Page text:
As Hongkongers, we should be familiar with a regime’s tactics to suppress democratic rights by using national security as a bludgeon. In reality, there are already existing laws that address actual Chinese espionage concerns, and the refugee route requires having been arrested or charged for one’s role in last year’s protests, making the risk of infiltration minimal. The US right has managed to kill two birds with one stone: “supporting” Hongkongers just enough to agitate against China to pose as a champion of human rights, and mobilizing the same fear-mongering against China to justify withdrawing crucial resources for Hongkongers when the situation is at its most desperate. 

Ted Cruz’s cynical act is not due to a single tactical mistake by diaspora activists; rather, his betrayal calls into question the entire strategy of focusing solely on a political organ such as US Congress.

In reality, Cruz’s cynical act is not due to a single tactical mistake by diaspora activists; rather, his betrayal calls into question the entire strategy of focusing solely on a political organ such as US Congress that at best offers only gestural support to Hongkongers when the political winds are right, and actively discarding them at worst. There have been many warning signs. Trump himself has praised Xi on multiple occasions, especially when easing up on the trade war would turn toward his favor, and telling President Xi privately that creating detention camps in Northwest China was “exactly the right thing to do.” He has also publicly threatened to veto last year’s Hong Kong Human Rights and Democracy Act (HKHRDA). The heightening of the so-called “new Cold War” would continue to bode ill for all oppressed peoples in and around the two superpowers’ orbits of power. We must recognize that both countries operate on the same global neoliberal and colonial logic that thrives on a fundamental denial of human rights. 

Reaction on LIHKG, the prominent online messageboard for protestors, varied widely from labelling Cruz as part of the “deep state,” to praising him for putting US national security first, to blaming “left plastics” (a pejorative frequently attributed to those whose naive idealism gets in the way of pragmatic politics and mainstream discourse) for causing Republicans displeasure, to further leaps of logic about Cruz’s long game of rejecting this “weak” bill and pressing for a better one in the future. Such varied attempts to rationalize Cruz’s withdrawal of support are understandable to the extent that they struggle to re-insert an unexpected betrayal into the popular framework of the US as the only ally powerful enough to aid Hong Kong in resisting China—a narrative Cruz was more than happy to exploit during last year’s protests.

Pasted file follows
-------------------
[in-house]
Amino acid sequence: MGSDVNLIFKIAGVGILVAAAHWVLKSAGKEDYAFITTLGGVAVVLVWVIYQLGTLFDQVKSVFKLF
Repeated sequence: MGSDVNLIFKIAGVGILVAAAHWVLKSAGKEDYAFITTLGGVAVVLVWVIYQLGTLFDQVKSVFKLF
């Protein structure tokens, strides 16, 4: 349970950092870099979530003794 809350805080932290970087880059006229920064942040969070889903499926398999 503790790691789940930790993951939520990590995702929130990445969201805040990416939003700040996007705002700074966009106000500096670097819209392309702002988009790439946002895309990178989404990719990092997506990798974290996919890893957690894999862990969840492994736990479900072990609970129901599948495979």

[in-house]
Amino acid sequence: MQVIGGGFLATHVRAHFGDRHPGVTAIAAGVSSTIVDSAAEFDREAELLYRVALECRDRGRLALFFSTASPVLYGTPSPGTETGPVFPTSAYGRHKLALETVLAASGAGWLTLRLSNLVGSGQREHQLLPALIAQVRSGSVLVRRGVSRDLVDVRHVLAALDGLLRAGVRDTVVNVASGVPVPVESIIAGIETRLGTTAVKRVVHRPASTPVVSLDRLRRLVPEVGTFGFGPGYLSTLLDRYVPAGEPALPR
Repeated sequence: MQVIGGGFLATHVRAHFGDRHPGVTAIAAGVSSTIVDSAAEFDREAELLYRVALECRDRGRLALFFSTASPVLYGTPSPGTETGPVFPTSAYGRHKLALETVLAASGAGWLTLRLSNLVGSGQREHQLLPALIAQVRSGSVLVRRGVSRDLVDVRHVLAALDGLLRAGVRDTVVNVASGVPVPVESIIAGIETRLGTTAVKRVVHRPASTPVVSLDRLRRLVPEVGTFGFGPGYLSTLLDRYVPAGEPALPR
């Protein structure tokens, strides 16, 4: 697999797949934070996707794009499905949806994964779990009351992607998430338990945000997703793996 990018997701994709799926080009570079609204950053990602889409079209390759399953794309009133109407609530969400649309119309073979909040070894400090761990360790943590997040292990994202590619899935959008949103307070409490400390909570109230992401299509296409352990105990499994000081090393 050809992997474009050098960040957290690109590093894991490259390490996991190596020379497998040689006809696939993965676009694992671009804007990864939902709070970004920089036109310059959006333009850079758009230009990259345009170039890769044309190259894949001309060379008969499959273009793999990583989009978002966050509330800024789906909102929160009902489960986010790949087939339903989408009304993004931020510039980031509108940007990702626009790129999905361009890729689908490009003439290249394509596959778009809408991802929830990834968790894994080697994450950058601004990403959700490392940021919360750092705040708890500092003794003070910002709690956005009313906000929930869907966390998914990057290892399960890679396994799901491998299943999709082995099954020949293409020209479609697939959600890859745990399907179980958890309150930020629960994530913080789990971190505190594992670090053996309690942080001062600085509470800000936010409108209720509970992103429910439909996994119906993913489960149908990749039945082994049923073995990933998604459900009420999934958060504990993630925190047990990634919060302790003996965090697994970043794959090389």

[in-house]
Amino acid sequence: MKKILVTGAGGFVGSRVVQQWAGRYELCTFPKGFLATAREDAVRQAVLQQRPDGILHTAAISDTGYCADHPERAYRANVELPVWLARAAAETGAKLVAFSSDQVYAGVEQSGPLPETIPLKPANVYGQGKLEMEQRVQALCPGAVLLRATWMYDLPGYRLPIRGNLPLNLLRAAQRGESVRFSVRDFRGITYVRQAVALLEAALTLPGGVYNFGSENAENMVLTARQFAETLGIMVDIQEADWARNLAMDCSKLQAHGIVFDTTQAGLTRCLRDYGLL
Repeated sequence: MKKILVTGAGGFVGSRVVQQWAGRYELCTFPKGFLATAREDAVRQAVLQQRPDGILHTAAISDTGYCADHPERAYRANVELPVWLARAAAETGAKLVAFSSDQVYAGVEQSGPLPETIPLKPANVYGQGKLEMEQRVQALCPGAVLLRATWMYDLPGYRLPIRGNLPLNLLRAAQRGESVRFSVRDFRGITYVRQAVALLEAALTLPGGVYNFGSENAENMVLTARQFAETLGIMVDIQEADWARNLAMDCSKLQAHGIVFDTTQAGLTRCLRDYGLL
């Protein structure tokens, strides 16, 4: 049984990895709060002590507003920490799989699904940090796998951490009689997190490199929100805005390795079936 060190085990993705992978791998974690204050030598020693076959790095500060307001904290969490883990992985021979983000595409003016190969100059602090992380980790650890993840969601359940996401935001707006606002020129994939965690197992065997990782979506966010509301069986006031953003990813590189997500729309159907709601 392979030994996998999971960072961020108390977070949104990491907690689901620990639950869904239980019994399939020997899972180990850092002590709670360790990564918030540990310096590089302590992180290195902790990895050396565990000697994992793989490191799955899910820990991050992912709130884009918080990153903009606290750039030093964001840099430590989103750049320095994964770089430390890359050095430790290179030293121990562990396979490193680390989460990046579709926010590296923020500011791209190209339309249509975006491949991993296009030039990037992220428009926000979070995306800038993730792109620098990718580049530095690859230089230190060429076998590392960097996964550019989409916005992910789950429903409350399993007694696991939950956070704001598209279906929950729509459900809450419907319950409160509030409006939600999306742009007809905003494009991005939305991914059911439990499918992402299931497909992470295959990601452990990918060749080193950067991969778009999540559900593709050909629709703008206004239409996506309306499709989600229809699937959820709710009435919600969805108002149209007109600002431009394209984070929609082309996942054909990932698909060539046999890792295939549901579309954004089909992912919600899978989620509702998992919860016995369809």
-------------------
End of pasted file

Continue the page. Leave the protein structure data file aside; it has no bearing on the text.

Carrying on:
Though this framework has made all the more sense under the crushing immediacy of NSL, Cruz’s actions have thrown its internal faultlines into relief. The truth is, we cannot think of the US as a neutral counterweight to Chinese authoritarianism. While Cruz stands opposed to other Republican senators who are in support of the legislation, what we have seen is that US legislators, each informed by a diverse array of interests and priorities, negotiate their own relationship in support of an increasingly bipartisan anti-China agenda in which Hong Kong mainly serves as a throwaway chip at different moments. In other words, Cruz’s betrayal is only another instance in which Hongkongers’ uncritical loyalty to certain politicians and lobbying efforts prove to be futile in the face of US state elites coldly negotiating their own interests with or against their Chinese counterparts.